MANILA, Philippines (AP) -- Philippine President Rodrigo Duterte said Saturday that he would scrap peace talks with communist rebels and asked several rebel leaders who were freed for the negotiations to return to prison or face arrests abroad.
Duterte said at a late-night news conference in southern Davao city that he would ask government negotiators not to participate in talks with the Maoist guerrillas scheduled to resume this month in Norway, repeating that "peace with the communists might not come in this generation."
Duterte made his remarks a day after he lifted the government's 6-month-old cease-fire with the rebels and ordered troops to prepare for new fighting after the guerrillas abandoned their own truce and killed six soldiers in fresh violence.
"I'm not ready to resume," Duterte said. "I will request the Philippine contingent to fold their tents and to come home."
Asked if he was scrapping the talks, Duterte said, "Yes, entirely," adding that the peace negotiations could resume after his six-year term ends in 2022.
Though his talk was tough, Duterte said he may reconsider his decision if there was a compelling reason, but did not elaborate. Resuming talks with the Communist Party of the Philippines and its armed wing, the New People's Army, and Muslim rebel groups was one of his key campaign promises, along with launching a crackdown against illegal drugs.
"I tried everything. I walked the extra mile, released prisoners, released their leaders so they can go to Oslo to talk," Duterte said, but added that the guerrillas have made excessive demands, including the release of more than 400 mostly captured rebels and left-wing detainees.
Freeing such a large number of rebel allies amounted to a general amnesty, which usually comes at the end of successful peace negotiations, he said, suggesting that he would lose a bargaining chip if he yielded to the rebels' demand.
There was no immediate comment from the rebels.
The hostile moves are a blow to ongoing talks brokered by Norway that have progressed steadily in recent months toward the goal of ending one of Asia's longest-running Marxist rebellions, which has left about 40,000 combatants and civilians dead.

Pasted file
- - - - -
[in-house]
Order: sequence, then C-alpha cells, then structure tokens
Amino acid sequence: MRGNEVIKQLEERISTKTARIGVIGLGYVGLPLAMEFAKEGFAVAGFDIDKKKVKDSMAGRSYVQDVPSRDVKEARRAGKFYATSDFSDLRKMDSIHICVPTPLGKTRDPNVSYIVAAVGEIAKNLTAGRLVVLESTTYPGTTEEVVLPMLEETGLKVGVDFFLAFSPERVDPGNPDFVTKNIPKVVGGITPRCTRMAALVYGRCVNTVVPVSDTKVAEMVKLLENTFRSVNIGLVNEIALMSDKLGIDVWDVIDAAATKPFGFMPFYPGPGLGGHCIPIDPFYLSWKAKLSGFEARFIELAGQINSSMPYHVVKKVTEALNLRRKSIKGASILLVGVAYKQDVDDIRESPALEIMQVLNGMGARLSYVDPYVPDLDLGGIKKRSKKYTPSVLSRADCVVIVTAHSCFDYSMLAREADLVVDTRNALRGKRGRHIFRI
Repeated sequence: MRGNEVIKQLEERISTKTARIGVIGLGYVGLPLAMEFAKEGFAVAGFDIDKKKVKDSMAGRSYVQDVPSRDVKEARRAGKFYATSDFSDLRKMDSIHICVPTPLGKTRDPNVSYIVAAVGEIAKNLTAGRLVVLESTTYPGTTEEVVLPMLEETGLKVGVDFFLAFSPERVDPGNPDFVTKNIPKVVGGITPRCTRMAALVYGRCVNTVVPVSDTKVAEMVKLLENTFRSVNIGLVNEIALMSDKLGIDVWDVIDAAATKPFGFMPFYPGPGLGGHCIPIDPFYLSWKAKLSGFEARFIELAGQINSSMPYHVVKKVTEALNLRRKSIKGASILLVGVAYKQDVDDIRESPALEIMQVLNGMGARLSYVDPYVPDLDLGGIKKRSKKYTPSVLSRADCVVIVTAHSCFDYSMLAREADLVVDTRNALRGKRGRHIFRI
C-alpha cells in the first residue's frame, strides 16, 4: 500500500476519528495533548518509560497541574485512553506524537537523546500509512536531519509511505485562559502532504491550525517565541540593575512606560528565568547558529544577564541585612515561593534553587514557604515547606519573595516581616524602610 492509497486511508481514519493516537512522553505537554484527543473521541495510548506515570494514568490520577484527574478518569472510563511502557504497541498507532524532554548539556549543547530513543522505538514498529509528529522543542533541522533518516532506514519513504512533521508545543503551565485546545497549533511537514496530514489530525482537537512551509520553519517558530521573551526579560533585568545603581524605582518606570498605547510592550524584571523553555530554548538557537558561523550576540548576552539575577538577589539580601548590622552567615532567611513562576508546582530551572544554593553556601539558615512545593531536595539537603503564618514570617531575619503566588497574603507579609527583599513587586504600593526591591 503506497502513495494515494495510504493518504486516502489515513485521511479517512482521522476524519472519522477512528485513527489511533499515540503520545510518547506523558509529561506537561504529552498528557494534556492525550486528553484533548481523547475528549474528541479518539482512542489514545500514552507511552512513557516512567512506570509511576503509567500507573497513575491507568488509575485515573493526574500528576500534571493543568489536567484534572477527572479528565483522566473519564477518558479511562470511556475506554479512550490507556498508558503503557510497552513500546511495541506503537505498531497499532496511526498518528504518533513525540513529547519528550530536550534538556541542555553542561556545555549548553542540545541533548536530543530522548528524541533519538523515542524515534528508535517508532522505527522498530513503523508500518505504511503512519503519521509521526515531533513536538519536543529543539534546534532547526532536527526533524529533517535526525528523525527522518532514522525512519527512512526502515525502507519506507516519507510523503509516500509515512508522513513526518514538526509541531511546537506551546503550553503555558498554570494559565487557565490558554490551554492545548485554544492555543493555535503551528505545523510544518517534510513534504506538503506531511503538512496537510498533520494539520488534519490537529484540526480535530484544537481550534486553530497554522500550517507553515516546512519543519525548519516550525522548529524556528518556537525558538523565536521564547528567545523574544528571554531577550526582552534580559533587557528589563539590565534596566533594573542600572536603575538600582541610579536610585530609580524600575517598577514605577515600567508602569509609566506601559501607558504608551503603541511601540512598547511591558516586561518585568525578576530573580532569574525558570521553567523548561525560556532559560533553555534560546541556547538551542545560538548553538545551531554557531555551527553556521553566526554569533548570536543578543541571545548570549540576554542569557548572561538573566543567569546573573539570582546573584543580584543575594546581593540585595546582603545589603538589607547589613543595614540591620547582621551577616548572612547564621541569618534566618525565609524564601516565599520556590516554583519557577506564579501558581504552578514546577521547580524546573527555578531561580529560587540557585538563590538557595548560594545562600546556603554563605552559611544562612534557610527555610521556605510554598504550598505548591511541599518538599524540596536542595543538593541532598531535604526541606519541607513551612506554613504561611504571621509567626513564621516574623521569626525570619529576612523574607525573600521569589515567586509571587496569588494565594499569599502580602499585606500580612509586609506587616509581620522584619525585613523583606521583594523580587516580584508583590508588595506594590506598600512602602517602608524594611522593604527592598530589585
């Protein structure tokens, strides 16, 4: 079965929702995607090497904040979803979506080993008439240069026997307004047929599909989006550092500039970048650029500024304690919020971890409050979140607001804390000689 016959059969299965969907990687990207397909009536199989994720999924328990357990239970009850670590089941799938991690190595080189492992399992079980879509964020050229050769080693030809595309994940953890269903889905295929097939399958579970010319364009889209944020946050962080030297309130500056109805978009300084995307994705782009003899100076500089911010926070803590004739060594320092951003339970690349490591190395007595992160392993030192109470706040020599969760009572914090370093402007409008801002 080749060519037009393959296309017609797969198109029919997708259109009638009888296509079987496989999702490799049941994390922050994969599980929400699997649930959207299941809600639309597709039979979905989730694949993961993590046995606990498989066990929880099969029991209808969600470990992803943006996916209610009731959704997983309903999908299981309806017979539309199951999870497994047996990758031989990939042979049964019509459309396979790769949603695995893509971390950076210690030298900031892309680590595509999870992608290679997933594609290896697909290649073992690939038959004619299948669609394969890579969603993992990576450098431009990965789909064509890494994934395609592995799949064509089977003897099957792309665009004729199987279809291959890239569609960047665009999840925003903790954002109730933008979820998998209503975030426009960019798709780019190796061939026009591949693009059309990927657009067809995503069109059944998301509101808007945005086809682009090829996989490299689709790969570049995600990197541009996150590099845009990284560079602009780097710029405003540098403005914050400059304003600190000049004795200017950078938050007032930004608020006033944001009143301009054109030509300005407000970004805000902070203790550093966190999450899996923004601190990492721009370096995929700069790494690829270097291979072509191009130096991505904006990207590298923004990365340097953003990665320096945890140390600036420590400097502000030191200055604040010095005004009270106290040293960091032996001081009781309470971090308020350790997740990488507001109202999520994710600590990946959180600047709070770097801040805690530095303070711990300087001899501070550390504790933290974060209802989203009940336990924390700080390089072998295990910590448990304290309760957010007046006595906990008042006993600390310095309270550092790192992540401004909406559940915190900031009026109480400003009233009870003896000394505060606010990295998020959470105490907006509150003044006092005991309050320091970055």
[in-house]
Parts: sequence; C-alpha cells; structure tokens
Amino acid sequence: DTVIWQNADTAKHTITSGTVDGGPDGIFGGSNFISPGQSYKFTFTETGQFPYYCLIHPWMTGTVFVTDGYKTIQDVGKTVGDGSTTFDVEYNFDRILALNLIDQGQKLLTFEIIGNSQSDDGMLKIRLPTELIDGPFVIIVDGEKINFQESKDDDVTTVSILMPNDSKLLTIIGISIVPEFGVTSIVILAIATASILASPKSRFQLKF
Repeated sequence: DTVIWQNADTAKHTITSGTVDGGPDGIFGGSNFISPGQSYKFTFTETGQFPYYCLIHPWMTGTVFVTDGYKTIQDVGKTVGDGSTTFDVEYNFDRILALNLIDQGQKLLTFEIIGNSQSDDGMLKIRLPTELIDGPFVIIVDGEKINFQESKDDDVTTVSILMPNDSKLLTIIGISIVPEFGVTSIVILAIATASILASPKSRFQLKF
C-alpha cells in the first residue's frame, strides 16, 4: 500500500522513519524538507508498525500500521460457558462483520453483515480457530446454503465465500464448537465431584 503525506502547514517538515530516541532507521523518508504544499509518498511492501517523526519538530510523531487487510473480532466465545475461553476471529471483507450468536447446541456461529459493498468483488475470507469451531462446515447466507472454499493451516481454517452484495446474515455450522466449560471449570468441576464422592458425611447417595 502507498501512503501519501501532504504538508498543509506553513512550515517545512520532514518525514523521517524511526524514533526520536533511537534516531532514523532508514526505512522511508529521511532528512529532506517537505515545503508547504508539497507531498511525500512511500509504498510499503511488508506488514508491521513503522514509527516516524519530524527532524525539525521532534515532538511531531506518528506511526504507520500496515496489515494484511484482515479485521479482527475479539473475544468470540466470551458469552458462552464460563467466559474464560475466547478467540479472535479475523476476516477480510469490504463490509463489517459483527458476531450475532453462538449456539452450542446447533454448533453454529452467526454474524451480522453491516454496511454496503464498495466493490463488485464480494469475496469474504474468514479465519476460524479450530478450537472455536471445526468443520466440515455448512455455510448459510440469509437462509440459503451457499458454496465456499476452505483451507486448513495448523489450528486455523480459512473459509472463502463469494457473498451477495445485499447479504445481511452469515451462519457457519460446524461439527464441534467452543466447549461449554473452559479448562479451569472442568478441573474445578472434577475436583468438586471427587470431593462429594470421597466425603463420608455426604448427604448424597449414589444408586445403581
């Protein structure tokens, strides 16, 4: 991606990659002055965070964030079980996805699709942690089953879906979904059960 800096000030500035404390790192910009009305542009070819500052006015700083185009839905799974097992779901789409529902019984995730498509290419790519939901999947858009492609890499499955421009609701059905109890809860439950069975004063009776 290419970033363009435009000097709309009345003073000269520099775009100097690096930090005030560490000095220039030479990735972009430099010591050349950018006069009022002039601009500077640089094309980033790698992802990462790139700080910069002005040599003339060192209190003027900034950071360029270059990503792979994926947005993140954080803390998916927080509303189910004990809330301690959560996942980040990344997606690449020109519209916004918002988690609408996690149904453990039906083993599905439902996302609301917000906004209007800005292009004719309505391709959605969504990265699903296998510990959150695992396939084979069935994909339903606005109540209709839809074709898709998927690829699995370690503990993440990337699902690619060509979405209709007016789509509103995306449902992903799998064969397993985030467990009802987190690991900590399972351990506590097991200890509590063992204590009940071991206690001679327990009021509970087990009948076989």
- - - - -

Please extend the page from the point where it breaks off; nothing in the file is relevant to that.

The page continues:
The rebels and the government declared separate cease-fires last year as they resumed peace talks. That allowed the government to withdraw troops from battlefields to focus on a monthslong offensive against the Abu Sayyaf and other Muslim extremist groups in three battlefronts in the south.
The prospect of new fighting with the Maoist rebels, estimated to number 3,700, comes after Duterte announced that he would enlist the already overburdened military in his anti-drug crackdown after prohibiting the national police and the National Bureau of Investigation — the Philippine counterpart of America's FBI — from enforcing his controversial campaign due to corruption and an extortion scandal.
The rebels announced Wednesday that they would halt their cease-fire Feb. 10 after accusing the government of reneging on earlier pledges to free more left-wing detainees and raising concerns over Duterte's brutal anti-drug crackdown and his allowing of the burial of long-dead dictator Ferdinand Marcos in a heroes' cemetery.
Founded in 1968, the rural-based guerrilla group has unsuccessfully tried to negotiate an end to its rebellion with six Philippine presidents, including Duterte.
Battle setbacks, surrenders and infighting have weakened the rebel group, which is considered a terrorist organization by the United States.